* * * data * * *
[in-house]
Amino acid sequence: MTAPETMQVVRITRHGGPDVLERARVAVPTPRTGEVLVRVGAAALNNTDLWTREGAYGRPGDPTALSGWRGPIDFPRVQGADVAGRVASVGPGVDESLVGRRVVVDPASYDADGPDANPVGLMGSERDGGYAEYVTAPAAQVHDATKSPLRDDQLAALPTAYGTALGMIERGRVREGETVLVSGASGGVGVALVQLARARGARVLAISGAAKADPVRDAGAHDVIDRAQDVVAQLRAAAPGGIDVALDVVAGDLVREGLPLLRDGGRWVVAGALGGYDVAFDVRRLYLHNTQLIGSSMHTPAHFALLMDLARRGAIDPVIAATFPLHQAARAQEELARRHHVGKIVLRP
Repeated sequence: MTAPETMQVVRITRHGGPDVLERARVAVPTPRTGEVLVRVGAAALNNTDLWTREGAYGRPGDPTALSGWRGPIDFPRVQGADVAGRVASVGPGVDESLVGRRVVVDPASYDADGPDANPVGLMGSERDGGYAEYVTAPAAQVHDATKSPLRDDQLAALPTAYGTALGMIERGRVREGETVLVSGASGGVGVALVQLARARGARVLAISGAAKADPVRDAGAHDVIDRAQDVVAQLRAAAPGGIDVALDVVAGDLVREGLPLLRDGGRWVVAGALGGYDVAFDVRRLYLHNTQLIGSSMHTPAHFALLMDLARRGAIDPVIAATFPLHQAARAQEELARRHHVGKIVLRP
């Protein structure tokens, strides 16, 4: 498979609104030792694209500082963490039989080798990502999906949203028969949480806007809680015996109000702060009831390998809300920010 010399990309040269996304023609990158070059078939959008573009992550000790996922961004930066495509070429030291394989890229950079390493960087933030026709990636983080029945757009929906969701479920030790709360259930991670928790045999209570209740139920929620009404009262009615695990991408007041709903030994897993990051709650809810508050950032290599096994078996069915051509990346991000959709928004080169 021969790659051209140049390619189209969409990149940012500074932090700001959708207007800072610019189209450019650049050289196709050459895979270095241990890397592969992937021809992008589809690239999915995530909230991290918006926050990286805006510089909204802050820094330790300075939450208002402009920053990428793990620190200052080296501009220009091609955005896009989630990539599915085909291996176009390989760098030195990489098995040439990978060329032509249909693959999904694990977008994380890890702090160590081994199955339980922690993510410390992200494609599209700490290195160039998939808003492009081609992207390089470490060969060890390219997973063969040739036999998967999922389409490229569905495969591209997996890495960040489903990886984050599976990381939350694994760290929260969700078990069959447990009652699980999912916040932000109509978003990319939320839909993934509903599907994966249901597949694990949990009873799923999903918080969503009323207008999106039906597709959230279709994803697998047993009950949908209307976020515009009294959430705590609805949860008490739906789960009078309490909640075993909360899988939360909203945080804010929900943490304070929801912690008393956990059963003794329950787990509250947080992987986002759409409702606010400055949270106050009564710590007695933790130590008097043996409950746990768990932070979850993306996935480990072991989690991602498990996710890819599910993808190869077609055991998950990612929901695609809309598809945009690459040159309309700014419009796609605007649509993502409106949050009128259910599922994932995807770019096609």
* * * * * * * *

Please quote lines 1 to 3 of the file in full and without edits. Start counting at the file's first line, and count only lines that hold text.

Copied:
[in-house]
Amino acid sequence: MTAPETMQVVRITRHGGPDVLERARVAVPTPRTGEVLVRVGAAALNNTDLWTREGAYGRPGDPTALSGWRGPIDFPRVQGADVAGRVASVGPGVDESLVGRRVVVDPASYDADGPDANPVGLMGSERDGGYAEYVTAPAAQVHDATKSPLRDDQLAALPTAYGTALGMIERGRVREGETVLVSGASGGVGVALVQLARARGARVLAISGAAKADPVRDAGAHDVIDRAQDVVAQLRAAAPGGIDVALDVVAGDLVREGLPLLRDGGRWVVAGALGGYDVAFDVRRLYLHNTQLIGSSMHTPAHFALLMDLARRGAIDPVIAATFPLHQAARAQEELARRHHVGKIVLRP
Repeated sequence: MTAPETMQVVRITRHGGPDVLERARVAVPTPRTGEVLVRVGAAALNNTDLWTREGAYGRPGDPTALSGWRGPIDFPRVQGADVAGRVASVGPGVDESLVGRRVVVDPASYDADGPDANPVGLMGSERDGGYAEYVTAPAAQVHDATKSPLRDDQLAALPTAYGTALGMIERGRVREGETVLVSGASGGVGVALVQLARARGARVLAISGAAKADPVRDAGAHDVIDRAQDVVAQLRAAAPGGIDVALDVVAGDLVREGLPLLRDGGRWVVAGALGGYDVAFDVRRLYLHNTQLIGSSMHTPAHFALLMDLARRGAIDPVIAATFPLHQAARAQEELARRHHVGKIVLRP